Hay fever season is here – and it will remain until September. With gradual easing of lockdown, how do you know if you can enjoy more freedom or need to self-isolate?
The UK’s lockdown began on March 23, with people urged to “stay at home, protect the NHS, save lives”.
Now, after two months of mainly staying indoors during the hot weather, it’s starting to ease up.
People within England are now able to spend unlimited amount of time outdoors.
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And this includes meeting with one other person from a different household – two metres apart.
This means two people – previously restricted from seeing each other – can now take a walk, or do a picnic at the park together.
And people can now play golf or tennis with members of their household or one other person from outside your household.
Garden centres have been reopened, house moves are back on track, and property viewings are going ahead in person.
While, at the same time, England is trying to avoid a second peak of infections from coronavirus.
As such, the government’s measures will continued to be reviewed every three weeks.
The main symptoms of hay fever
The NHS lists the main symptoms of hay fever as follows:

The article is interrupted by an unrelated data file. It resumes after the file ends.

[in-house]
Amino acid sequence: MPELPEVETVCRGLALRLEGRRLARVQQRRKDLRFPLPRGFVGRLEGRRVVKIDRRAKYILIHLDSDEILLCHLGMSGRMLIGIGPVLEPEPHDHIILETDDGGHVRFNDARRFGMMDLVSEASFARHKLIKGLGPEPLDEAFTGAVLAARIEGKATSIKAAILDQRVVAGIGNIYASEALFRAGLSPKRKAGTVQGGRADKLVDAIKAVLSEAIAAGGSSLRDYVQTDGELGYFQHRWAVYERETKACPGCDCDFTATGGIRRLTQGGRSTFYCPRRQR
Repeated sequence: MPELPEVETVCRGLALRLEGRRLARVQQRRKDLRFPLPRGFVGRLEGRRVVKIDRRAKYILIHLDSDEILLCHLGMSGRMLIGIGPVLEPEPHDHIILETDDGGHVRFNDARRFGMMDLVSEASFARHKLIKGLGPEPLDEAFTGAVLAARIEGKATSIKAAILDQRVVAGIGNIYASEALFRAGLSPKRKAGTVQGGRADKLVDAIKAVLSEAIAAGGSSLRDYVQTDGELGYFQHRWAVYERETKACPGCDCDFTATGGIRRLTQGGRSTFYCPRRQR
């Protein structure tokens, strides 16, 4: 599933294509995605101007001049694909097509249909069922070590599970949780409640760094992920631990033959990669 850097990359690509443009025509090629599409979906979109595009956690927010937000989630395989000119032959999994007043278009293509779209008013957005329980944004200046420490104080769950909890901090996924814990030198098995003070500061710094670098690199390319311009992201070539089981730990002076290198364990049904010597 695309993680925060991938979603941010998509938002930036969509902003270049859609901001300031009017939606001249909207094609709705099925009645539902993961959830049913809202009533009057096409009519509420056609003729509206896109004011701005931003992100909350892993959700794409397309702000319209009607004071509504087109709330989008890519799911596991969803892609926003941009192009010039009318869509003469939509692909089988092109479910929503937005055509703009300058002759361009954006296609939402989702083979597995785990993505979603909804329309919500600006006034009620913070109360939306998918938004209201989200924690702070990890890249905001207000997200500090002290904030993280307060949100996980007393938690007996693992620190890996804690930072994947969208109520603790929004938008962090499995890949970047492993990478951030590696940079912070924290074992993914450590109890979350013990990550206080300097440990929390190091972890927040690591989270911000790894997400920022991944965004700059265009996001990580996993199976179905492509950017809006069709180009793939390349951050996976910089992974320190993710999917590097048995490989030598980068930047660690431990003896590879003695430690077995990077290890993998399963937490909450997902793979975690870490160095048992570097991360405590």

- Sneezing and coughing
- A runny or blocked nose
- Itchy, red or watery eyes
- Itchy throat, mouth, nose and ears
- Loss of smell
- Pain around your temples and forehead
- Feeling tired
The main symptoms of coronavirus
The NHS lists the main symptoms of coronavirus as follows:
- High temperature
- New, continuous cough
- Loss or change to your sense of smell or taste
These two lists of symptoms would indicate that sneezing is reserved for hay fever.
In the beginning of the global pandemic, coronavirus was described to bring on “flu-like” symptoms, which caused a lot of confusion.
This is because “flu-like” symptoms, at one stage did include sneezing, as more was being learned about the new virus.
Now, though, through mounting evidence, sneezing isn’t linked with coronavirus.
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Sneezing isn’t regarded as a symptom of the virus by the NHS, Centers for Disease Control and Prevention (CDC), or the World Health Organisation (WHO).
Managing hay fever symptoms
Allergy UK points towards antihistamines as the best known allergy medication.
In addition to using antihistamines to relieve symptoms of the condition, Allergy UK has some other tips.
“Monitor pollen forecasts,” it states. Generally warmer, dry days have a higher pollen count and it’s recommended to stay indoors.
On high pollen days, the charity advises to “shower and wash your hair after arriving home and change your clothing”.
It also recommends to avoid drying clothes outside, and to apply “an effective allergen barrier balm around the edge of each nostril”.
This is to trap pollen – and other allergens – to help prevent a reaction.
One effective allergen barrier balm would be petrolatum (Vaseline).
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